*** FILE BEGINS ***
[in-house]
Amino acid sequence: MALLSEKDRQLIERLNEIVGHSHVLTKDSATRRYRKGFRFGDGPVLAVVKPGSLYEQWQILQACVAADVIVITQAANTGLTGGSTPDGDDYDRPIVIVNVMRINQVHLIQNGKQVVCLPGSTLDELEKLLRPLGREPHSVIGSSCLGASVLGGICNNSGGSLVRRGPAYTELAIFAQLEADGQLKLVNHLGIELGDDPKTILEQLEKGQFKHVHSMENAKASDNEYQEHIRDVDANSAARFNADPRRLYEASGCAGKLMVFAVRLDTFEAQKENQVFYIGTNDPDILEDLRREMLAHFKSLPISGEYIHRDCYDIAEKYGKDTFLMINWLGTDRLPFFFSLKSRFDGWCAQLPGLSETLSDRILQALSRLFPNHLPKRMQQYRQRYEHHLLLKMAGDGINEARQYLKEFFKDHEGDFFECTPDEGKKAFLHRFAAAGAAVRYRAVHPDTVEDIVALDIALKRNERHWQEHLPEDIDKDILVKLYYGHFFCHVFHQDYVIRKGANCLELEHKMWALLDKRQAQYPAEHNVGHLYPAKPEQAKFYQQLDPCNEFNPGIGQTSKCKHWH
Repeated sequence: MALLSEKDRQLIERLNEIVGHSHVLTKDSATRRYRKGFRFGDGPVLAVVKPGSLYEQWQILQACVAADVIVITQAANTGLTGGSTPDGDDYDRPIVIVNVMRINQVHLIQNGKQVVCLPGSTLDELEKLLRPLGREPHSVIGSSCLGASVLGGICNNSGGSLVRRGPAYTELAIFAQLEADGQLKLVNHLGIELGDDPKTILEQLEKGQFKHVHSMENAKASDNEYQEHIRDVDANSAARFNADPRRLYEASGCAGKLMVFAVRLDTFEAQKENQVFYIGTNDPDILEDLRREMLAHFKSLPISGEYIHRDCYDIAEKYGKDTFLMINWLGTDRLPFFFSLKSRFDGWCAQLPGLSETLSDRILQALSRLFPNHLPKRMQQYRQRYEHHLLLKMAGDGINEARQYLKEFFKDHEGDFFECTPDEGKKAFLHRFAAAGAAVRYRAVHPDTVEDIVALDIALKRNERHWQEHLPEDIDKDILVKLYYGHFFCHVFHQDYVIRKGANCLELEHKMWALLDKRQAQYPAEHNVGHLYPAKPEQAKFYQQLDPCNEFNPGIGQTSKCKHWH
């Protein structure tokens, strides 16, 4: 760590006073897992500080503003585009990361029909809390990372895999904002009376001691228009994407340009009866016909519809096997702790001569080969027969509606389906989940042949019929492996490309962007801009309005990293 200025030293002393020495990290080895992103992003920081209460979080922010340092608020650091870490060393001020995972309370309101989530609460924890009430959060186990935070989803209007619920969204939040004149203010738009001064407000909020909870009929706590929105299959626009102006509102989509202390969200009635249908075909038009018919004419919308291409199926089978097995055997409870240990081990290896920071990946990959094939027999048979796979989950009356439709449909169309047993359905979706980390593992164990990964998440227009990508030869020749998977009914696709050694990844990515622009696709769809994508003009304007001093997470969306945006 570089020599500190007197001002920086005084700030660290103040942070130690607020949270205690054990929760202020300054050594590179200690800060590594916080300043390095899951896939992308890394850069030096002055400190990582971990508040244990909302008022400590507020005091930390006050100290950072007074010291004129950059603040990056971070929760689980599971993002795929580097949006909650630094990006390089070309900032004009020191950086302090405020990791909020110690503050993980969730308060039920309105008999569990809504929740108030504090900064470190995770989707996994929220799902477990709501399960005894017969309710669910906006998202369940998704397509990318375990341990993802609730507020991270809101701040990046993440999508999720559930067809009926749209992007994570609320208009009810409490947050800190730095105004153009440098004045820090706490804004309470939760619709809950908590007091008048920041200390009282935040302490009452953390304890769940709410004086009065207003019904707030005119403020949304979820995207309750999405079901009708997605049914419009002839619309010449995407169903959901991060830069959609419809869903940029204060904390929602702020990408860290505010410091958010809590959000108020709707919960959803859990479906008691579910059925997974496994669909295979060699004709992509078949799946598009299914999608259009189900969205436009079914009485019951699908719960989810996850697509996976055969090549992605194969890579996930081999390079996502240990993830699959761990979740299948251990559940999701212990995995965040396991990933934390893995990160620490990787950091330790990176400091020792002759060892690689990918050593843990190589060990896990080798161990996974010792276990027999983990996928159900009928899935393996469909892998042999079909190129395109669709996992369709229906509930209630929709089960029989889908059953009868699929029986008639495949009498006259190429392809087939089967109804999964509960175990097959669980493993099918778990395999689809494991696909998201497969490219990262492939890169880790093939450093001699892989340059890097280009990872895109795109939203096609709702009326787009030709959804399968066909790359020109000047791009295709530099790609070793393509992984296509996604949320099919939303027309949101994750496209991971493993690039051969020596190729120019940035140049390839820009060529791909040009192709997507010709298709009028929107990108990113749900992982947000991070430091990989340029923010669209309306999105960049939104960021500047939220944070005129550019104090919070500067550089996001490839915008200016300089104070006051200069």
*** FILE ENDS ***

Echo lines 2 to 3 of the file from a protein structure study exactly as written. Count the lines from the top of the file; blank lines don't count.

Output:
Amino acid sequence: MALLSEKDRQLIERLNEIVGHSHVLTKDSATRRYRKGFRFGDGPVLAVVKPGSLYEQWQILQACVAADVIVITQAANTGLTGGSTPDGDDYDRPIVIVNVMRINQVHLIQNGKQVVCLPGSTLDELEKLLRPLGREPHSVIGSSCLGASVLGGICNNSGGSLVRRGPAYTELAIFAQLEADGQLKLVNHLGIELGDDPKTILEQLEKGQFKHVHSMENAKASDNEYQEHIRDVDANSAARFNADPRRLYEASGCAGKLMVFAVRLDTFEAQKENQVFYIGTNDPDILEDLRREMLAHFKSLPISGEYIHRDCYDIAEKYGKDTFLMINWLGTDRLPFFFSLKSRFDGWCAQLPGLSETLSDRILQALSRLFPNHLPKRMQQYRQRYEHHLLLKMAGDGINEARQYLKEFFKDHEGDFFECTPDEGKKAFLHRFAAAGAAVRYRAVHPDTVEDIVALDIALKRNERHWQEHLPEDIDKDILVKLYYGHFFCHVFHQDYVIRKGANCLELEHKMWALLDKRQAQYPAEHNVGHLYPAKPEQAKFYQQLDPCNEFNPGIGQTSKCKHWH
Repeated sequence: MALLSEKDRQLIERLNEIVGHSHVLTKDSATRRYRKGFRFGDGPVLAVVKPGSLYEQWQILQACVAADVIVITQAANTGLTGGSTPDGDDYDRPIVIVNVMRINQVHLIQNGKQVVCLPGSTLDELEKLLRPLGREPHSVIGSSCLGASVLGGICNNSGGSLVRRGPAYTELAIFAQLEADGQLKLVNHLGIELGDDPKTILEQLEKGQFKHVHSMENAKASDNEYQEHIRDVDANSAARFNADPRRLYEASGCAGKLMVFAVRLDTFEAQKENQVFYIGTNDPDILEDLRREMLAHFKSLPISGEYIHRDCYDIAEKYGKDTFLMINWLGTDRLPFFFSLKSRFDGWCAQLPGLSETLSDRILQALSRLFPNHLPKRMQQYRQRYEHHLLLKMAGDGINEARQYLKEFFKDHEGDFFECTPDEGKKAFLHRFAAAGAAVRYRAVHPDTVEDIVALDIALKRNERHWQEHLPEDIDKDILVKLYYGHFFCHVFHQDYVIRKGANCLELEHKMWALLDKRQAQYPAEHNVGHLYPAKPEQAKFYQQLDPCNEFNPGIGQTSKCKHWH